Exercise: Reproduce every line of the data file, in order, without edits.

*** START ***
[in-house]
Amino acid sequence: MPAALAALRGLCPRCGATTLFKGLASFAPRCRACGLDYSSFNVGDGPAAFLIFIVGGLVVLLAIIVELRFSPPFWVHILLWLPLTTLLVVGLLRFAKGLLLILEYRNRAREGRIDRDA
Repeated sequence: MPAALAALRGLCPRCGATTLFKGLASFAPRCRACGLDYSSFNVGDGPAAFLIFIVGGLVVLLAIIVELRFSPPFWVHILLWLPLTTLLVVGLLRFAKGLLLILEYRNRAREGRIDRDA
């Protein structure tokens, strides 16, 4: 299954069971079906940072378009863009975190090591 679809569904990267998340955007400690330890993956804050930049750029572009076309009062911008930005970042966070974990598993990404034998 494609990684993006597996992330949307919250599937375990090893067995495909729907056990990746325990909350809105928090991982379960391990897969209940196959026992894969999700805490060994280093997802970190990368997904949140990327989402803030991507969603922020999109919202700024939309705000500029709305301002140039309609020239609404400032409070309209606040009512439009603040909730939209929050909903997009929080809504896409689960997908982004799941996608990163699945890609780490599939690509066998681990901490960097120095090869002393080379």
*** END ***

[in-house]
Amino acid sequence: MPAALAALRGLCPRCGATTLFKGLASFAPRCRACGLDYSSFNVGDGPAAFLIFIVGGLVVLLAIIVELRFSPPFWVHILLWLPLTTLLVVGLLRFAKGLLLILEYRNRAREGRIDRDA
Repeated sequence: MPAALAALRGLCPRCGATTLFKGLASFAPRCRACGLDYSSFNVGDGPAAFLIFIVGGLVVLLAIIVELRFSPPFWVHILLWLPLTTLLVVGLLRFAKGLLLILEYRNRAREGRIDRDA
């Protein structure tokens, strides 16, 4: 299954069971079906940072378009863009975190090591 679809569904990267998340955007400690330890993956804050930049750029572009076309009062911008930005970042966070974990598993990404034998 494609990684993006597996992330949307919250599937375990090893067995495909729907056990990746325990909350809105928090991982379960391990897969209940196959026992894969999700805490060994280093997802970190990368997904949140990327989402803030991507969603922020999109919202700024939309705000500029709305301002140039309609020239609404400032409070309209606040009512439009603040909730939209929050909903997009929080809504896409689960997908982004799941996608990163699945890609780490599939690509066998681990901490960097120095090869002393080379």